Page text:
I recently spent the better part of a Saturday afternoon helping a neighbor replace his car’s heater fan motor. Having spent many, many such afternoons (and mornings and nights) working on cars in my lifetime, and even though I previewed the project a few days earlier just to get an idea of the repair’s scope, I knew before hand that automotive projects beyond changing an air filter or checking the oil are seldom as simple as they seem. My neighbor’s fan motor repair project did not disappoint.
As expected, the fan motor was underneath the dashboard on the passenger side – just behind and to the right of the glove box. Heater fan motor assemblies are typically attached to a housing into which the squirrel cage blower is inserted. Once the blower is inserted into the housing, a flange attached to the motor mounts the assembly to the housing, thereby sealing the system to help reduce air leaks and improve overall air flow. With me so far? Good.
My neighbor’s car was just this type of assembly. Three screws, just three simple screws, held the fan motor assembly to the housing. I scheduled the project into a two hour block between a morning and afternoon commitment, hoping I could finish things up in about an hour, but leaving myself a full 60 minute cushion just in case I needed a little more time. I had the necessary tools, and my neighbor had already purchased the replacement motor assembly, so I thought I was set for a relatively easy automotive repair project – sort of like the proverbial “walk in the park” version of vehicle maintenance. With a cautious sense of optimism, I grabbed a handful of tools out of my toolbox and went to work.
Space and time won’t permit an every-turn-of-the-screwdriver project review, so I’ll cut right to the point of my story. I had to take apart most of the lower half of the passenger side dashboard in order to get to the motor assembly. Fair enough. Even a basic car has a lot of parts, and part placement is not always convenient. I even had to disconnect several electrical connectors – again, just an expected but simple part of the project. The “fun” part of the project started when I tried to remove those three mounting screws. Two of the screws came out without too much trouble. The third, however, was sort of nestled in the corner where the firewall meets the passenger side kick panel. Had to bend my body in ways it had not bent for years just to get at the screw. Then I couldn’t get a square bite on the screw head with my screwdriver, all because of an auxiliary fuse panel mounted just below the screw. The fuse panel stuck out just far enough to block my screwdriver’s direct access, and kept the screw from coming all the way out. Took me awhile to wiggle the screw out, then took yet another little while to figure out how to pull the motor assembly down out of its housing – even more stuff crammed into a tight space blocked what should have been a simple removal. But I was in for yet more fun…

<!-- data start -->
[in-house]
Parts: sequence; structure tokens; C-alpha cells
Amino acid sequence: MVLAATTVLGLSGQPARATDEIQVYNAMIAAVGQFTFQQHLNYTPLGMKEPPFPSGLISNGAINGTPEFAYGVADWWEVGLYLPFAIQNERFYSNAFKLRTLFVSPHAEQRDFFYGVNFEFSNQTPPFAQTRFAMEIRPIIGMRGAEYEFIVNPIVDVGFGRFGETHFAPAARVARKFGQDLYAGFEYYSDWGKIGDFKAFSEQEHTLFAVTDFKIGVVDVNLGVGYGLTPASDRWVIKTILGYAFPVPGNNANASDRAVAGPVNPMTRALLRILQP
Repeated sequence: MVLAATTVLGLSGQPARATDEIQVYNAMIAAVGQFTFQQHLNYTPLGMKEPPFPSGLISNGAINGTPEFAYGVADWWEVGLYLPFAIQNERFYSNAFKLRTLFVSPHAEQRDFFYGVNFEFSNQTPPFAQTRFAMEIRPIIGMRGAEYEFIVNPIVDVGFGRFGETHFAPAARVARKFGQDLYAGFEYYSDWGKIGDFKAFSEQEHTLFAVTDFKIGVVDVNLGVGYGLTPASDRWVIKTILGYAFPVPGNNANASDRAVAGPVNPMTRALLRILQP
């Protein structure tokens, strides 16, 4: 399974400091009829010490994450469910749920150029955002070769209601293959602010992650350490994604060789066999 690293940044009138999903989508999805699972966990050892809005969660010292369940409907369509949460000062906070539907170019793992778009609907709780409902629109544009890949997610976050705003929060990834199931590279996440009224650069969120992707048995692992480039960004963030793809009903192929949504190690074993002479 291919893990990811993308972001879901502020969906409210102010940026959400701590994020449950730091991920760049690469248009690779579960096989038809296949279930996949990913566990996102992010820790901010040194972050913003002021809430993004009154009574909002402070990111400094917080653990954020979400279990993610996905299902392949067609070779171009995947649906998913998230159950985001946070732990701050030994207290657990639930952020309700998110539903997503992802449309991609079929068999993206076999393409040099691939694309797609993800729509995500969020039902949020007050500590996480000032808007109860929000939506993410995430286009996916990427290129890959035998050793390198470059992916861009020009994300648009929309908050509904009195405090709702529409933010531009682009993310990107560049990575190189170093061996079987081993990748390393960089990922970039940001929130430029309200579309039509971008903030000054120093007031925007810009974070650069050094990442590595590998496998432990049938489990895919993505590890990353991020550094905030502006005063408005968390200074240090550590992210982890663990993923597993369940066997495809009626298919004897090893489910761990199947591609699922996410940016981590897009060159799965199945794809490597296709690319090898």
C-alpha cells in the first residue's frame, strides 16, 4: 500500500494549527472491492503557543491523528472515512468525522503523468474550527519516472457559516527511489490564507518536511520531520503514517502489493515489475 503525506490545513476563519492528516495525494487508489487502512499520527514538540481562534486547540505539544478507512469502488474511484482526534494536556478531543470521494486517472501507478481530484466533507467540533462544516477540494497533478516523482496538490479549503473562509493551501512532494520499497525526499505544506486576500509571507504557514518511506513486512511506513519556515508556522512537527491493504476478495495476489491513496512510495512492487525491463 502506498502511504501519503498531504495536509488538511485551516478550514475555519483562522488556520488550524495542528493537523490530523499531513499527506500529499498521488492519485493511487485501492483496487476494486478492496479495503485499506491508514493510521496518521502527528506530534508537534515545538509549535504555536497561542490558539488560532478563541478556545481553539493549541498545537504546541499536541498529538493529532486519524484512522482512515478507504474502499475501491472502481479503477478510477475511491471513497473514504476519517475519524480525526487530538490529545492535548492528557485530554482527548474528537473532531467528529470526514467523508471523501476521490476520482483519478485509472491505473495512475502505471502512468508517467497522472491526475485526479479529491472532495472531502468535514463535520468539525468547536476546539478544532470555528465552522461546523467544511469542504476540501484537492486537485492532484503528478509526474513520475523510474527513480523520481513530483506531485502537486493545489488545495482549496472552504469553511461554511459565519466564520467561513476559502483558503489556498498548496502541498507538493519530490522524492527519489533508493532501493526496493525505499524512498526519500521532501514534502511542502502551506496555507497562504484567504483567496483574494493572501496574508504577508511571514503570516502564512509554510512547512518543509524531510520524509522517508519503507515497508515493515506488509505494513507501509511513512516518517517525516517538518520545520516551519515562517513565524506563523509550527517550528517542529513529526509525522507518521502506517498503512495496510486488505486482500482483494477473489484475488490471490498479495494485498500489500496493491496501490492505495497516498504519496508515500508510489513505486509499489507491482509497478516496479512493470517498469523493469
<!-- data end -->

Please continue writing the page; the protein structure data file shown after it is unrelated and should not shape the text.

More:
After installing the old squirrel cage blower on the new motor assembly, I set to work trying to fit the new assembly back into the housing. Once the assembly was back in, I just needed to reinstall the three screws, reconnect the electrical harnesses, and put the dashboard back together. Simple in theory; not so in practice. That pesky third screw had different plans. Reassembly proved even more bothersome than taking the system apart. The obstructing fuse panel made getting the last screw in place a real pain. A simple solution would have been to detach the fuse panel – tried that, but couldn’t figure out how. I almost gave up several times, especially since the other two screws seemed to hold the assembly pretty well. But after more wiggling, jiggling, and twisting (both of my body and the fan assembly), the screw finally slid into place. By the time I attached the last piece of interior trim, I was 4 hours into my hoped for 1 hour project. Needless to say, I didn’t make my other afternoon commitment.
So why I am telling my latest story of automotive repair woes? Simply to finally say publicly what I have thought many times over the years when fixing cars in specific or other systems in general, especially when frustration levels rise directly with extended repair times and inversely with project success. I believe that system designers, whether automotive or otherwise, should also have to repair and maintain the systems they design, at least for a while. Sort of like an apprenticeship. In order to become a system designer, you would first have to be a system mechanic. I believe there would be far fewer “third screws obstructed by auxiliary fuse panel” issues. Repairs and maintenance would magically, mystically be more straight forward and a lot easier. I know there is probably a well documented procedure for replacing the heater fan assembly in my neighbor’s car, and the instructions no doubt clearly explain how to remove the auxiliary fuse panel. If I knew the procedure I may not have spent much more than my originally planned hour on the repair. But moving the fan assembly mount just a small quarter of an inch away from the fuse panel would have solved the problem without the added overhead of documenting the panel’s removal. Why document how to do something when a simple design change makes the process obvious? No rocket science involved. So when we get to the point in our design flows where we need to answer the “How are we going to build this?” question, we need to take a long look at how the parts will actually fit together – and how they will come apart – before moving a design from the computer screen or design drawing to something we can touch and feel…and repair.
And one more thing…whenever you schedule any do-it-yourself automotive or system repairs, at least double your initial time estimate. I guarantee the extra time will come in handy.